Laser level

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Not to be confused with Laser line level.
A laser level set up and being used to level sand fill in trenches. The staff is leaning on the pile of sand.

In surveying and construction, the laser level is a control tool consisting of a laser beam projector that can be affixed to a tripod, which is leveled according to the accuracy of the device and which projects a fixed red or green beam along the horizontal and/or vertical axis. A rotary laser level is a more advanced laser level in that it spins the beam of light fast enough to give the effect of a complete 360 degree horizontal or vertical plane, thus illuminating not just a fixed line, but a horizontal plane.[1] The laser beam projector employs a rotating head with a mirror for sweeping the laser beam about a vertical axis. If the mirror is not self-leveling, it is provided with visually readable level vials and manually adjustable screws for orienting the projector. A staff carried by the operator is equipped with a movable sensor, which can detect the laser beam and gives a signal when the sensor is in line with the beam (usually an audible beep). The position of the sensor on the graduated staff, also known as a Grade Rod, or Story Pole, allows comparison of elevations between different points on the terrain. Most laser levels are used in the construction industry and can be explained here,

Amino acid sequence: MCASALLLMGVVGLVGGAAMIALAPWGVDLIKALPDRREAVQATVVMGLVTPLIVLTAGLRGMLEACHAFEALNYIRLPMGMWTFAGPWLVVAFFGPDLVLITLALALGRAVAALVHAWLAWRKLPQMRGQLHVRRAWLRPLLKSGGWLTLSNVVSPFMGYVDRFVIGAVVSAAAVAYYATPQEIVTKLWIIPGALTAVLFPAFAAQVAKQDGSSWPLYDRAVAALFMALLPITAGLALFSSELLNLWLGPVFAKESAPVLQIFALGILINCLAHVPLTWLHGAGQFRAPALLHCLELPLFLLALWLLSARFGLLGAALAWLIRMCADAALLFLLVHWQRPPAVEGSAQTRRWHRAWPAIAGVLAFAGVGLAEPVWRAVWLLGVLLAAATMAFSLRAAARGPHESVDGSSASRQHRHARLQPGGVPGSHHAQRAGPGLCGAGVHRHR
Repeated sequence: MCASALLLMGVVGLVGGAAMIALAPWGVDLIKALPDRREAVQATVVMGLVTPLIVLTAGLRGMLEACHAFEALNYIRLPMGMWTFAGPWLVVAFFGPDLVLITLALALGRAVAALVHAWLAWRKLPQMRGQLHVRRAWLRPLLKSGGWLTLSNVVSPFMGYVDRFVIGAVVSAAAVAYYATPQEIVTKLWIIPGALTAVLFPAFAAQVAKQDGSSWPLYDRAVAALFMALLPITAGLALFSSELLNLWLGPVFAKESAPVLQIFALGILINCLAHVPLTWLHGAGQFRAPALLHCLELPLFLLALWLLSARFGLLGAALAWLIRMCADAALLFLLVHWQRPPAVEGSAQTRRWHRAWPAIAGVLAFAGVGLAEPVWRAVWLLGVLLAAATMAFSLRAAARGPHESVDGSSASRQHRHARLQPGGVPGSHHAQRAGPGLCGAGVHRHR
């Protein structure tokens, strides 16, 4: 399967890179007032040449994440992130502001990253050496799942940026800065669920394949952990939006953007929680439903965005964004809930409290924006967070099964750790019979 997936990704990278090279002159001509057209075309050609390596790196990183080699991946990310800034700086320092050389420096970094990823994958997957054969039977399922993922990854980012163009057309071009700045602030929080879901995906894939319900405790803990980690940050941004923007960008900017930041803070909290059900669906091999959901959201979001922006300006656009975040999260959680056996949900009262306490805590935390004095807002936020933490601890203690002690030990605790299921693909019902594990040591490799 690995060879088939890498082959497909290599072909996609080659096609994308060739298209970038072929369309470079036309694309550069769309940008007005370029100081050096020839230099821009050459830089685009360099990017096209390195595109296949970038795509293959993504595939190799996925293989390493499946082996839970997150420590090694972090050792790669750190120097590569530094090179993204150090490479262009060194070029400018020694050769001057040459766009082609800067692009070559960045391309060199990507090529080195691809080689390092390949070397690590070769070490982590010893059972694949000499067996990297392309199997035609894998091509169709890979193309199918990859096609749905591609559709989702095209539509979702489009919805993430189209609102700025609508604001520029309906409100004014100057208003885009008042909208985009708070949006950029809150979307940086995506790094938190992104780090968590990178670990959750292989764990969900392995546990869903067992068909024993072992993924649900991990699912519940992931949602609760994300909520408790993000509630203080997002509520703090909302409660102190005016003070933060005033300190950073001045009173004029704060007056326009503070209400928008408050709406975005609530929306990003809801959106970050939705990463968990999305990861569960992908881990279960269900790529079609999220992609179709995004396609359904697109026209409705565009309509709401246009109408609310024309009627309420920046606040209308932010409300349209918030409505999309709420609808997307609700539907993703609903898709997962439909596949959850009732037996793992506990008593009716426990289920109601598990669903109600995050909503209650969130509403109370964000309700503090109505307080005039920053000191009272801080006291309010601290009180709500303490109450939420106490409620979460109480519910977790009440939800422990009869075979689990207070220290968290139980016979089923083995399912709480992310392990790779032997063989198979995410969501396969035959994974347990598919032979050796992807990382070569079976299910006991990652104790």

A tower-mounted laser level is used in combination with a sensor on a wheel tractor-scraper in the process of land laser leveling to bring land (for example, an agricultural field) to near-flatness with a slight grade for drainage.

The concept of a laser level has been around since at least the early 1970s,[2] the original spinning-mirror design laser plane and line level was patented by the late 1980s,[3] and the compact lens-based laser line level (as produced by many tool manufacturers today) was patented in the late 1990s.[4]

Originally, the work required two persons to complete, one to control the laser and one carrying the staff or grade rod. More recently, technology has evolved to where one person can control the laser with a smart device from 1,200 feet away and complete the job,[5] like the Smart Rotary from NWi as seen here

See also[edit]


  1. ^
  2. ^ US patent 3897637 
  3. ^ US patent 4973158 
  4. ^ US patent 5836081, Steven J. Orosz, Jr., "Light beam leveling means and method", issued 1998-11-17, assigned to Schroeder, Charles F. 
  5. ^ "NWi Smart Rotary". 

External links[edit]